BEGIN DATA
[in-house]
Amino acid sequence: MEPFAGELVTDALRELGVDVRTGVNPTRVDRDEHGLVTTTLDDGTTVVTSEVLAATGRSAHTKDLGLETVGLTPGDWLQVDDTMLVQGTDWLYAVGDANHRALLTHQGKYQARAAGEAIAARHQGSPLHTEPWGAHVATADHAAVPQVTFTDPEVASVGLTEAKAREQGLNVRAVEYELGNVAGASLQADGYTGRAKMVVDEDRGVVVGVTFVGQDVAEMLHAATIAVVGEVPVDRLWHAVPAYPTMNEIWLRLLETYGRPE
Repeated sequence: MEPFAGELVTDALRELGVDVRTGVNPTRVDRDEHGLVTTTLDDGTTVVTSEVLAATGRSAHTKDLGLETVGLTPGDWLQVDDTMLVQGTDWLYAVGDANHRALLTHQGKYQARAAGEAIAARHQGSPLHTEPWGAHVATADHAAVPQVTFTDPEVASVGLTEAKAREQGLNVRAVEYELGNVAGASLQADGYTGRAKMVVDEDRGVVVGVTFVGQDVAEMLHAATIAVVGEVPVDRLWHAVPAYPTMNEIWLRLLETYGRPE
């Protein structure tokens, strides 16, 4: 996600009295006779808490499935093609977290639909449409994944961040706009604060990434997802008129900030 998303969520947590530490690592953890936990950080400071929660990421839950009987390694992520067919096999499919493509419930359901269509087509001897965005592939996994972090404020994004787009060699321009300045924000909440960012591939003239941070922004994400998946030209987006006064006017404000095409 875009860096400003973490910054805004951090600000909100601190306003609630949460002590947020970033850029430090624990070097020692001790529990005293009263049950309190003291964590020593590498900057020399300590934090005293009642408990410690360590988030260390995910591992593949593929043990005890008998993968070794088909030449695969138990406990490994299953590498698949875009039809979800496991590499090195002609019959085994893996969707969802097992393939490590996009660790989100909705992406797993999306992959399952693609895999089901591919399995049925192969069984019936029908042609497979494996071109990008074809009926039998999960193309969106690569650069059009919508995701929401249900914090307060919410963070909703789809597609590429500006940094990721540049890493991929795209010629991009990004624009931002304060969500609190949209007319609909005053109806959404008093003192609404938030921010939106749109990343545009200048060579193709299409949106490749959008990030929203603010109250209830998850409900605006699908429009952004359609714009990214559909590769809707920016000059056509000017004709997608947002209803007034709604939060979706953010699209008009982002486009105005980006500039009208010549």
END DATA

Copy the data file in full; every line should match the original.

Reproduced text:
[in-house]
Amino acid sequence: MEPFAGELVTDALRELGVDVRTGVNPTRVDRDEHGLVTTTLDDGTTVVTSEVLAATGRSAHTKDLGLETVGLTPGDWLQVDDTMLVQGTDWLYAVGDANHRALLTHQGKYQARAAGEAIAARHQGSPLHTEPWGAHVATADHAAVPQVTFTDPEVASVGLTEAKAREQGLNVRAVEYELGNVAGASLQADGYTGRAKMVVDEDRGVVVGVTFVGQDVAEMLHAATIAVVGEVPVDRLWHAVPAYPTMNEIWLRLLETYGRPE
Repeated sequence: MEPFAGELVTDALRELGVDVRTGVNPTRVDRDEHGLVTTTLDDGTTVVTSEVLAATGRSAHTKDLGLETVGLTPGDWLQVDDTMLVQGTDWLYAVGDANHRALLTHQGKYQARAAGEAIAARHQGSPLHTEPWGAHVATADHAAVPQVTFTDPEVASVGLTEAKAREQGLNVRAVEYELGNVAGASLQADGYTGRAKMVVDEDRGVVVGVTFVGQDVAEMLHAATIAVVGEVPVDRLWHAVPAYPTMNEIWLRLLETYGRPE
């Protein structure tokens, strides 16, 4: 996600009295006779808490499935093609977290639909449409994944961040706009604060990434997802008129900030 998303969520947590530490690592953890936990950080400071929660990421839950009987390694992520067919096999499919493509419930359901269509087509001897965005592939996994972090404020994004787009060699321009300045924000909440960012591939003239941070922004994400998946030209987006006064006017404000095409 875009860096400003973490910054805004951090600000909100601190306003609630949460002590947020970033850029430090624990070097020692001790529990005293009263049950309190003291964590020593590498900057020399300590934090005293009642408990410690360590988030260390995910591992593949593929043990005890008998993968070794088909030449695969138990406990490994299953590498698949875009039809979800496991590499090195002609019959085994893996969707969802097992393939490590996009660790989100909705992406797993999306992959399952693609895999089901591919399995049925192969069984019936029908042609497979494996071109990008074809009926039998999960193309969106690569650069059009919508995701929401249900914090307060919410963070909703789809597609590429500006940094990721540049890493991929795209010629991009990004624009931002304060969500609190949209007319609909005053109806959404008093003192609404938030921010939106749109990343545009200048060579193709299409949106490749959008990030929203603010109250209830998850409900605006699908429009952004359609714009990214559909590769809707920016000059056509000017004709997608947002209803007034709604939060979706953010699209008009982002486009105005980006500039009208010549």